Sheffield City Council have vowed to reduce the use of weed killer in order to evaluate the environmental impact of allowing weeds to grow.
Glyphosate is a chemical commonly used in weed-killers, the new scheme will aim to introduce glyphosate free areas in some parts of the city.
Lindy Stone, a coordinator for Sheffield Friends of the Earth, said: “The council could do a lot more to protect ecosystems and needs to work more in partnership with local wildlife and nature organisations, as well as local environmental groups.
“We accept that government policy and the impact of the pandemic has left them very short of money but the glyphosate issue has been a running sore for years and they have been slow to adapt”
“We are well behind other cities on issues such as this, for example the use of electric buses, which we don’t have at all”.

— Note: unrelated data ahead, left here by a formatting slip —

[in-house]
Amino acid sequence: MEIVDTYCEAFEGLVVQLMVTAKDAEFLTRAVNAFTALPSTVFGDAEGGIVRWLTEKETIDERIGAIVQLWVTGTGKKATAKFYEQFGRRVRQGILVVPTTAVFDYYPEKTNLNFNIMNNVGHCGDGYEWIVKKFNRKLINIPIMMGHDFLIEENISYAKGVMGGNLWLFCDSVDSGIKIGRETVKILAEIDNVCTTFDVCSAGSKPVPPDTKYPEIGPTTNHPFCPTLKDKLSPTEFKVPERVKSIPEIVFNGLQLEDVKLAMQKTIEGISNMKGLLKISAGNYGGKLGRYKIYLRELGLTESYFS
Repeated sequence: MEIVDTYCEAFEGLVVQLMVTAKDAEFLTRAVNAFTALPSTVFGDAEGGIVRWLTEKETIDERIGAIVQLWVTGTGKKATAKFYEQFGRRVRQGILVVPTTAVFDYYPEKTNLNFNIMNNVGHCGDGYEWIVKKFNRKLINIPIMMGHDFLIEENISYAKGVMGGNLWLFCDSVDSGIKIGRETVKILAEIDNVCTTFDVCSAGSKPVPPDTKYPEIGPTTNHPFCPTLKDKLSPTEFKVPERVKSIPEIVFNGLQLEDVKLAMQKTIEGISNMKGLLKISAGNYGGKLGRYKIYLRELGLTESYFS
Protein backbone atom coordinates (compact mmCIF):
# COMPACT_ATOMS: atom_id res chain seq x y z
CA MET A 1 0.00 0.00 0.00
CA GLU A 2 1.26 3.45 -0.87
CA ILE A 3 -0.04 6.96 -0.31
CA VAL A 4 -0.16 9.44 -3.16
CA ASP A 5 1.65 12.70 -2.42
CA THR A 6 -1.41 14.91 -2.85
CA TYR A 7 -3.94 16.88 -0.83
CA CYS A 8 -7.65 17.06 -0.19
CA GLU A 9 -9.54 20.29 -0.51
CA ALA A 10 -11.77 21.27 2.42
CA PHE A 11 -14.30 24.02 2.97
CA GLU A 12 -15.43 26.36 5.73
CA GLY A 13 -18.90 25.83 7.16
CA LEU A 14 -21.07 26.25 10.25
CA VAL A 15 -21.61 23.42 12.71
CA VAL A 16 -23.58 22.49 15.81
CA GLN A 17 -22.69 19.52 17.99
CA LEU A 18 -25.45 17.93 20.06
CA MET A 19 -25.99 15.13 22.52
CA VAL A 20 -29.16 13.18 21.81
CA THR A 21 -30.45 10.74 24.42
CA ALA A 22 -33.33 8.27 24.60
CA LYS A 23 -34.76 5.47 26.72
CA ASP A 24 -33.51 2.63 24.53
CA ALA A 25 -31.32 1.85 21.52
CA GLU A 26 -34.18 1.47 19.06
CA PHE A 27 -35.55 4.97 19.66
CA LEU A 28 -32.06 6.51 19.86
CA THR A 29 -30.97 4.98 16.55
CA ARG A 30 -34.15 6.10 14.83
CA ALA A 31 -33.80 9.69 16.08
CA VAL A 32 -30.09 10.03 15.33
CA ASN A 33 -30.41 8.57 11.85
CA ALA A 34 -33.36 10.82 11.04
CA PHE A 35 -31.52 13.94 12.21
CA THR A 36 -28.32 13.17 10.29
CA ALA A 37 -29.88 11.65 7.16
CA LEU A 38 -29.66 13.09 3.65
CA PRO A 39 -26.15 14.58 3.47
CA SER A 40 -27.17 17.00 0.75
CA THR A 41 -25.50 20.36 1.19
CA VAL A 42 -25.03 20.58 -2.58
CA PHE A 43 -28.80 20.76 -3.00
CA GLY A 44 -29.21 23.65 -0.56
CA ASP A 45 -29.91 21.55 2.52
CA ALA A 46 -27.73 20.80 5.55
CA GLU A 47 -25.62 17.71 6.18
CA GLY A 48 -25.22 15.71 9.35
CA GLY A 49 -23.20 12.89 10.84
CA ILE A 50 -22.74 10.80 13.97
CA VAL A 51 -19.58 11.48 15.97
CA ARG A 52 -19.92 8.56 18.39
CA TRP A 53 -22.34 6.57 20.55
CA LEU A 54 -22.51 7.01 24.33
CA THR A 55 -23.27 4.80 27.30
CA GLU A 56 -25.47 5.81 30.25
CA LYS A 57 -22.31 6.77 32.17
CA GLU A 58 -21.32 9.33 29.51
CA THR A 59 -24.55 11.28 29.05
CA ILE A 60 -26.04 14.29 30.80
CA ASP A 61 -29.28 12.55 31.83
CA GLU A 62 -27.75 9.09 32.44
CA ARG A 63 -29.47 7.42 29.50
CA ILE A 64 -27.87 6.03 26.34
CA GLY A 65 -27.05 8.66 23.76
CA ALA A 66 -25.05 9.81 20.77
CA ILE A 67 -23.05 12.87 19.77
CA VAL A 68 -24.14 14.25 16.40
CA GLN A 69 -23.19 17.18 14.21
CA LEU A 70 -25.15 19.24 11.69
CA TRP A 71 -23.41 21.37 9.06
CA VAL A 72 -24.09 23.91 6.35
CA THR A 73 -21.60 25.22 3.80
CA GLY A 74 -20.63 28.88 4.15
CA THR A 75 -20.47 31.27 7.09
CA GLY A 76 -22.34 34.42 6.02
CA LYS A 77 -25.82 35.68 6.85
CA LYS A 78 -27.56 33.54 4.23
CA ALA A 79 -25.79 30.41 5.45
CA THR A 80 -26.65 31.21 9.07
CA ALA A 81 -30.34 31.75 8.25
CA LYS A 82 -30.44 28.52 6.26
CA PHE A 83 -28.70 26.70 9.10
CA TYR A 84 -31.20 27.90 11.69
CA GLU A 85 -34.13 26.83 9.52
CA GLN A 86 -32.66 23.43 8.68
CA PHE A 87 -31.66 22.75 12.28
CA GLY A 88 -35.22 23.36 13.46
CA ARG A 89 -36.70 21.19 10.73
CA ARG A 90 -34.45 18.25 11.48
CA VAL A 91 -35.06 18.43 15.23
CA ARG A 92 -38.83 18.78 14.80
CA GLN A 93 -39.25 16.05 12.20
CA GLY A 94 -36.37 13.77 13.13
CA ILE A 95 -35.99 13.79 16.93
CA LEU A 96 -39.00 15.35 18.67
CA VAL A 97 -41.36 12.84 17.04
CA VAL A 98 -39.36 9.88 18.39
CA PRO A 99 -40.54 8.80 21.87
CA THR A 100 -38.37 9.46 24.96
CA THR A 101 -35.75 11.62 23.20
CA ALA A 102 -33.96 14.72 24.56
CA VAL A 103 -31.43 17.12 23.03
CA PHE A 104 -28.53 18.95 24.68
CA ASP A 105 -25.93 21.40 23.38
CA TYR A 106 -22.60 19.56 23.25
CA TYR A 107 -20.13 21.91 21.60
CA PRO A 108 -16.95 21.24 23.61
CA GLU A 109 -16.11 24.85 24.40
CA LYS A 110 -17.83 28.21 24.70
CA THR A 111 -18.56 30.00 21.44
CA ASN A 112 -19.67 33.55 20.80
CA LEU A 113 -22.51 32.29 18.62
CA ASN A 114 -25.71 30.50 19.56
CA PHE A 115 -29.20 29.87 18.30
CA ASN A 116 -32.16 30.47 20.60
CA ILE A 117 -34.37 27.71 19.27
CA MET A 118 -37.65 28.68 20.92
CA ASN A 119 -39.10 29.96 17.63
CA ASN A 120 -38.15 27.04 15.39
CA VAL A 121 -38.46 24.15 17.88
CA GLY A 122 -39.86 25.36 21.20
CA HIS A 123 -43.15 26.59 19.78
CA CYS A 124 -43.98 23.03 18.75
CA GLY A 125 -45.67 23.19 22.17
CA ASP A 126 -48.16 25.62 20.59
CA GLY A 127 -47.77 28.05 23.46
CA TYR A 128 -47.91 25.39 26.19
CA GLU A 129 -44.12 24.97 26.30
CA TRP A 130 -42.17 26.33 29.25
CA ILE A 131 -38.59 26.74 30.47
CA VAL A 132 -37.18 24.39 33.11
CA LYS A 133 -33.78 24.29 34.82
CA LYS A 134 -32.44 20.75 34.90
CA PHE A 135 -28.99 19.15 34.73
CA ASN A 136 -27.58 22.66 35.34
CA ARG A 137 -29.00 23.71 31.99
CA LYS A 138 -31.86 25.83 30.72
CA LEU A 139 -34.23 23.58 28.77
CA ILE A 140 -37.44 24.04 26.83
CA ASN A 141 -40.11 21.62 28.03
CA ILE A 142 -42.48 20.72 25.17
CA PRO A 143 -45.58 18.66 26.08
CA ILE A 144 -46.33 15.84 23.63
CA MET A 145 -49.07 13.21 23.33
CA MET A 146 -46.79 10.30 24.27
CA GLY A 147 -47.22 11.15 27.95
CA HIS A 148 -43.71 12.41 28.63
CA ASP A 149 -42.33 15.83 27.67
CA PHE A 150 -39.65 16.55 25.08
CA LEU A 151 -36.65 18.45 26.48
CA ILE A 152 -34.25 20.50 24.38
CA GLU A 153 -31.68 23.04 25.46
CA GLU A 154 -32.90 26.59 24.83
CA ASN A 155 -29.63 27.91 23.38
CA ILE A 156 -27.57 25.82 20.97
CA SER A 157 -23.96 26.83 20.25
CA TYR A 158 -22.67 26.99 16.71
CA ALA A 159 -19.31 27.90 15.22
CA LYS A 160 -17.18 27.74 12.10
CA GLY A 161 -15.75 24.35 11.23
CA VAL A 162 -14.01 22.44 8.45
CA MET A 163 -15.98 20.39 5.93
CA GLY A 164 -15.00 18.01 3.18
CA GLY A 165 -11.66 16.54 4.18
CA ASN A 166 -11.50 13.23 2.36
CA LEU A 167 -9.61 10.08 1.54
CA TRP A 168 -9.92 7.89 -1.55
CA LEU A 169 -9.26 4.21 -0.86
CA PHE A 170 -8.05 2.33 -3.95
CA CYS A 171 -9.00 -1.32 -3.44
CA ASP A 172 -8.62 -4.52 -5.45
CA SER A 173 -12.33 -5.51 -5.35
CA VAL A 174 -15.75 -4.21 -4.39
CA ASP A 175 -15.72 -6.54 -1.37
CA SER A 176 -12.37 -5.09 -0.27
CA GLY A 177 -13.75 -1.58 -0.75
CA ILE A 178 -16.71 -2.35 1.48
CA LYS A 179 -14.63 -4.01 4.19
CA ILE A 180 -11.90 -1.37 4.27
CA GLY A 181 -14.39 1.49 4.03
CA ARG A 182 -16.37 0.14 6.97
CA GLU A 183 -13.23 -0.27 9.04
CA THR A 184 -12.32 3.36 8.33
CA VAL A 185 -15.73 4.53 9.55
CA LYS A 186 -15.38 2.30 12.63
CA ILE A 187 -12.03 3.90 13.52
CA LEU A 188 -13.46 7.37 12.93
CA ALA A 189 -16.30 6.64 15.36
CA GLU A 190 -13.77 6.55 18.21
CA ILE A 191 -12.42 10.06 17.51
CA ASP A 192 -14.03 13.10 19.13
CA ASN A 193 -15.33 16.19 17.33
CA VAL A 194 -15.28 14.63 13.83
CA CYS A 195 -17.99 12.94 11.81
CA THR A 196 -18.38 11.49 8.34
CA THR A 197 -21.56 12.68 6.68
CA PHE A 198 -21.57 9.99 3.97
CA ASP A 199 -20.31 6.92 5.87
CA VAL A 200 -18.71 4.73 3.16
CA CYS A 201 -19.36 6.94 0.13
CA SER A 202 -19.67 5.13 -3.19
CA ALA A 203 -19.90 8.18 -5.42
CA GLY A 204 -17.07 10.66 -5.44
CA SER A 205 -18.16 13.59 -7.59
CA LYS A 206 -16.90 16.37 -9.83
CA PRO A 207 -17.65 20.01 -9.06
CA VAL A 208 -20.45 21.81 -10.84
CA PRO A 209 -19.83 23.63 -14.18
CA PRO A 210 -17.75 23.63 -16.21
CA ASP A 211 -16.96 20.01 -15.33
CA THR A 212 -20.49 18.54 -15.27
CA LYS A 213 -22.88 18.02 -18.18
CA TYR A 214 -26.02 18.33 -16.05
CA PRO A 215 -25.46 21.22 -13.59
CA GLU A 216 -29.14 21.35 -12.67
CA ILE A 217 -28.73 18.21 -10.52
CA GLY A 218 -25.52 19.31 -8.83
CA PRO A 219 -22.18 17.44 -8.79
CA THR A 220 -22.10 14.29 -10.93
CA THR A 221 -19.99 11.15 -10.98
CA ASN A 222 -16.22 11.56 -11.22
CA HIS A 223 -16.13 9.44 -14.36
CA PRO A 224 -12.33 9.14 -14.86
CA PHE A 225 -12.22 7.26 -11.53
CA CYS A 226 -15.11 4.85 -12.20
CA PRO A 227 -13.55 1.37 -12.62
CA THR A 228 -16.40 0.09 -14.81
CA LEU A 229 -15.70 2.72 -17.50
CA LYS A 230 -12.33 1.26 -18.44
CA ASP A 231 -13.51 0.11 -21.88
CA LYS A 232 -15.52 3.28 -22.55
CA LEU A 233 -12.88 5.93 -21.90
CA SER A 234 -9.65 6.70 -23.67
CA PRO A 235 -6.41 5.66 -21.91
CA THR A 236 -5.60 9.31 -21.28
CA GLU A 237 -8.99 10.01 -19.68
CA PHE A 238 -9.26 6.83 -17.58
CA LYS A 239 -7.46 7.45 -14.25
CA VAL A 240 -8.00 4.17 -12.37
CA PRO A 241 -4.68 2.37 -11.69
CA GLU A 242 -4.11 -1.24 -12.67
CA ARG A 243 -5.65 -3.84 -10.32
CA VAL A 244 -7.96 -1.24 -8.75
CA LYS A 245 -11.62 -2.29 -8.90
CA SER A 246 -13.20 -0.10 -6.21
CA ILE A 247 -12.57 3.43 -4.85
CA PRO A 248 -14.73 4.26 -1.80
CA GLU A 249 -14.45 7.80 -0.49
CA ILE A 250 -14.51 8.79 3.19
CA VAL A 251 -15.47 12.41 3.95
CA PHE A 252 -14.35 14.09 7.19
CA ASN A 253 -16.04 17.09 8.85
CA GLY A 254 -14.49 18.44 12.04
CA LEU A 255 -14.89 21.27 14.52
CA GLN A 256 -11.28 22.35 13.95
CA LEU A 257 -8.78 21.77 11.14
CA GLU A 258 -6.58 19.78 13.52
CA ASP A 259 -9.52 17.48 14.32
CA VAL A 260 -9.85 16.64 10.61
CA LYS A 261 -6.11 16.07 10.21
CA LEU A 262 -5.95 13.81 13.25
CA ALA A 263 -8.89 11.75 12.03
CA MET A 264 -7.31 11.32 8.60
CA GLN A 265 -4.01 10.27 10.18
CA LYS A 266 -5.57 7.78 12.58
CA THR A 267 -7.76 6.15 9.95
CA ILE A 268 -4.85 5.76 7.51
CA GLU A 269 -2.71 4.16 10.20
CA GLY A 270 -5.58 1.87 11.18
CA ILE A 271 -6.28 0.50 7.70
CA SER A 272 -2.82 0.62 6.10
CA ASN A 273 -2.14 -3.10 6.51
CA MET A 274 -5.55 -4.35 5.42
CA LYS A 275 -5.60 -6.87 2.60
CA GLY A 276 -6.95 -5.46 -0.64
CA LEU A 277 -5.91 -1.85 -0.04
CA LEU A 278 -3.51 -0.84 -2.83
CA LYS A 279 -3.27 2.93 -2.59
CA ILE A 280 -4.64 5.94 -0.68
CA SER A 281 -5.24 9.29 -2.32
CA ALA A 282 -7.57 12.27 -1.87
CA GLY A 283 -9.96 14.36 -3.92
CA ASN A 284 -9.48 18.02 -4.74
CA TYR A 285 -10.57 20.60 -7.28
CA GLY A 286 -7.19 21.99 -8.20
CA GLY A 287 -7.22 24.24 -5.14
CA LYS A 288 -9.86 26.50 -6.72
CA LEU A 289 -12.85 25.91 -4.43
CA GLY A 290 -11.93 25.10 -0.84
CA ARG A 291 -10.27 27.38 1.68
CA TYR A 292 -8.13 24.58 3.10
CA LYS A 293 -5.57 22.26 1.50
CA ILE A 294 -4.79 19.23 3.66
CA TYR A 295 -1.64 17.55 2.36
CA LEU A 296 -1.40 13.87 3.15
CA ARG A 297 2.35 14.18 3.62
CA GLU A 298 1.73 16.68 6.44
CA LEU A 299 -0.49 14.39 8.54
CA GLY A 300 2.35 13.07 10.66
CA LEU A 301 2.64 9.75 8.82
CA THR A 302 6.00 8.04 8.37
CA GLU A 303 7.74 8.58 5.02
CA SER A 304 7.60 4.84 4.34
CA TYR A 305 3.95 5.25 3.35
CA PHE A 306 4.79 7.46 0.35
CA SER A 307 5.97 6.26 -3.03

Councillor Paul Wood said: “We understand the concerns around the use of glyphosate and in recent years our services have been working together to share best practice with other authorities around the country to find ways to reduce its use.
“Whilst weeds may not always look visually appealing, they play an important role in the wider ecosystem.”
Cllr Wood did however outline the issues with the plan: “There are no comparable alternatives that achieve the same results as glyphosate, especially when it comes to public safety and visibility.
“As a result, residents may start to notice things looking somewhat different and areas won’t have the same pristine look they perhaps had before.”
“We also know that the responsible use of weed killers can help deliver substantial benefits for society including management of conservation areas, flood risks, access to high quality sports facilities and safe public spaces.”
The Council will report on the glyphosate free zones to determine how much of an impact they have and will decide whether to continue with the plan soon after this.
Glyphosate is used in many every day weed killers and is also used in farming to protect crops from unwanted plant growth.
Sheffield City Council have further information on their use of weed killers here.